• Don’t ask for too much too soon from your new connections. It’s only okay to ask about some of the favors mentioned above once you’ve established a mutually beneficial relationship or rapport. Even asking for a phone call or meet up is asking too much of another person’s time if you haven’t provided them with any value first or explained the benefits to them in doing so.

What to Do

First and foremost, you must write a tailored message. Personalizing your messages makes you stand out and increases the odds they will respond. Keep these tips in mind to improve your communications.

  • Customize your message. Be original by going beyond a blank connection request message on social media sites. Every invite you send should be tailored to the person you’re asking to connect with.
  • Do your homework so you can make your message about them. Review their LinkedIn profile to determine if you should connect. Then show them you’ve done your research by highlighting something you have in common. You can also mention something specific about their experience or the content they share.
  • Give them a reason to connect. If you met them briefly before, remind them. Or if you saw them speak at a conference or read an interesting post they shared, tell them. It’s all about connecting the dots for that person and giving them context so that they can see the value or reason for connecting. Say more than “we should connect” or “I’d like to add you to my network”—give them a relevant reason.
  • Be courteous and friendly. A little flattery can serve you well, so don’t be afraid to share a genuine compliment. And always keep professional etiquette in mind.
  • Keep your message short and remember to proofread. Ditch the Twitter-speak and use proper grammar—you only get one first impression. Keep your message clear and to the point, avoiding long paragraphs.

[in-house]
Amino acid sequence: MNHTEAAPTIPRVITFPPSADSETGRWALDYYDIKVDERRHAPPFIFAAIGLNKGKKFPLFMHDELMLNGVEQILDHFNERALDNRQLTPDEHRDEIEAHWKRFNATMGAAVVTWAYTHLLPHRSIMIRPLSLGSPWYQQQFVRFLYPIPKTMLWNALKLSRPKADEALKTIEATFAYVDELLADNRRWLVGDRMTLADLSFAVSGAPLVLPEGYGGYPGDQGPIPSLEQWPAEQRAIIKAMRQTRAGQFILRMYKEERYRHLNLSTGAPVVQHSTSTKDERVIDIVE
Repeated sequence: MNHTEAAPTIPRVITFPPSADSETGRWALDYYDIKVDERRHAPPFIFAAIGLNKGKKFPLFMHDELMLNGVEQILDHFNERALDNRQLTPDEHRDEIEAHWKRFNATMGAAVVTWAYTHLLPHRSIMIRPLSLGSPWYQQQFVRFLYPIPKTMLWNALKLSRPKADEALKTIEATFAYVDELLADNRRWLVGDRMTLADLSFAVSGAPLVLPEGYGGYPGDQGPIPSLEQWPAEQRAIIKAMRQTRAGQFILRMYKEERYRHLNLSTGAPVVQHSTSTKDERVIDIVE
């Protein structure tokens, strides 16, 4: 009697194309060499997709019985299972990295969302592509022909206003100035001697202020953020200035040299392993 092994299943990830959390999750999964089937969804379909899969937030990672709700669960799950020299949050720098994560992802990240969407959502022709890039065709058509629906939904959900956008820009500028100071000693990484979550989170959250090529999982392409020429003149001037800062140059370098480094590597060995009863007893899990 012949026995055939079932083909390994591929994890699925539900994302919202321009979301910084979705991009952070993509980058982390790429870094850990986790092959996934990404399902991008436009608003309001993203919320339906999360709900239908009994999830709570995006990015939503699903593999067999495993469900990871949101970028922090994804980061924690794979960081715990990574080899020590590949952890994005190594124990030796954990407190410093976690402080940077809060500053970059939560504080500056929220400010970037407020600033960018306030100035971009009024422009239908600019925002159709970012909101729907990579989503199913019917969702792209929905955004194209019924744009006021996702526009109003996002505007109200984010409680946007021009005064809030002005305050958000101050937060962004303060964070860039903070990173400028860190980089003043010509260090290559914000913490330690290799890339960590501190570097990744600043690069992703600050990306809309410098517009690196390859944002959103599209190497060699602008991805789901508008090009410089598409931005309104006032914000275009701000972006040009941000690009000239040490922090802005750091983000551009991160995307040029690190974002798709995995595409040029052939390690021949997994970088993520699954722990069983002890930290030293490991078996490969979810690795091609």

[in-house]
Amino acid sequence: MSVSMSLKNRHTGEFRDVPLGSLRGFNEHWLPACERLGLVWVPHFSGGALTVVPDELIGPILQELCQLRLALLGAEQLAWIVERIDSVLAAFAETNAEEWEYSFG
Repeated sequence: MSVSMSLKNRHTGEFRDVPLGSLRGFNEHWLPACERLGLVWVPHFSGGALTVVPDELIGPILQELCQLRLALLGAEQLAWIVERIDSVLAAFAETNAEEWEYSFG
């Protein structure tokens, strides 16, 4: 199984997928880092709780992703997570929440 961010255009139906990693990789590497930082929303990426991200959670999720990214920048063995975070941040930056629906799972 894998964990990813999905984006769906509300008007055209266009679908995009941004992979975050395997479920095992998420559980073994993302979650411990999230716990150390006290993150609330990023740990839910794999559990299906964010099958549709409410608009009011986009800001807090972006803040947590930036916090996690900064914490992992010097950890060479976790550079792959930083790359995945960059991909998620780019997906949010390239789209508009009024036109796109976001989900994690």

• Be responsive as your communications progress. If they send you a message back, respond in a timely manner to build on your newfound relationship.
  • Offer help where you can by trying to give more than you take. And remember to say thank you when they help you too.

As you take steps to expand your professional network, always ask yourself how you can be of value to the other person. Professional relationships work two ways. When you approach a new industry contact, you need to give them a reason to accept your invitation to connect. If you make your message more about them than yourself, you’ll be in a better position to gain a new connection and grow your network. It takes more time to do it right, but the quality of your network will benefit if you do the legwork upfront to set the scene for a mutually beneficial relationship.


  • Ashley Jones

    Ashley Jones is ClearedJobs.Net's blog Editor and a cleared job search expert, dedicated to helping security-cleared job seekers and employers navigate job search and recruitment challenges. With in-depth experience assisting cleared job seekers and transitioning military personnel at in-person and virtual Cleared Job Fairs and military base hiring events, Ashley has a deep understanding of the unique needs of the cleared community. She is also the Editor of ClearedJobs.Net's job search podcast, Security Cleared Jobs: Who's Hiring & How.

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This entry was posted on Friday, December 04, 2020 2:12 pm